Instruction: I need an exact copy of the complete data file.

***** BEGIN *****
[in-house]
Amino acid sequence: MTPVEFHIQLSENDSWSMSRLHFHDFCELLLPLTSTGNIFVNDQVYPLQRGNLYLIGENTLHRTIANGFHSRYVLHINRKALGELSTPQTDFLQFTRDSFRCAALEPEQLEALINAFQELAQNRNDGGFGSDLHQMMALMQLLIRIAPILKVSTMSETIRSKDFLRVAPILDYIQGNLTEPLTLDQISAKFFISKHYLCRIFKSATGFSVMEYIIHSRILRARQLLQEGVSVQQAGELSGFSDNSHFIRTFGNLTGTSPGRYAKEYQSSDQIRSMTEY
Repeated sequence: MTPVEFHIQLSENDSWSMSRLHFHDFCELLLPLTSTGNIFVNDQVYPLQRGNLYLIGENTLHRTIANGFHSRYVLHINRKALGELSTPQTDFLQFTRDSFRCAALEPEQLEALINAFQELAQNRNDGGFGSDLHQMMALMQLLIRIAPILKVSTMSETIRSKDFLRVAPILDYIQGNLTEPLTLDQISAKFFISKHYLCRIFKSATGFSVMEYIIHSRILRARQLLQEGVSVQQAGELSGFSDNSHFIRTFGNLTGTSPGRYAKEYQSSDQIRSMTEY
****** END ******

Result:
[in-house]
Amino acid sequence: MTPVEFHIQLSENDSWSMSRLHFHDFCELLLPLTSTGNIFVNDQVYPLQRGNLYLIGENTLHRTIANGFHSRYVLHINRKALGELSTPQTDFLQFTRDSFRCAALEPEQLEALINAFQELAQNRNDGGFGSDLHQMMALMQLLIRIAPILKVSTMSETIRSKDFLRVAPILDYIQGNLTEPLTLDQISAKFFISKHYLCRIFKSATGFSVMEYIIHSRILRARQLLQEGVSVQQAGELSGFSDNSHFIRTFGNLTGTSPGRYAKEYQSSDQIRSMTEY
Repeated sequence: MTPVEFHIQLSENDSWSMSRLHFHDFCELLLPLTSTGNIFVNDQVYPLQRGNLYLIGENTLHRTIANGFHSRYVLHINRKALGELSTPQTDFLQFTRDSFRCAALEPEQLEALINAFQELAQNRNDGGFGSDLHQMMALMQLLIRIAPILKVSTMSETIRSKDFLRVAPILDYIQGNLTEPLTLDQISAKFFISKHYLCRIFKSATGFSVMEYIIHSRILRARQLLQEGVSVQQAGELSGFSDNSHFIRTFGNLTGTSPGRYAKEYQSSDQIRSMTEY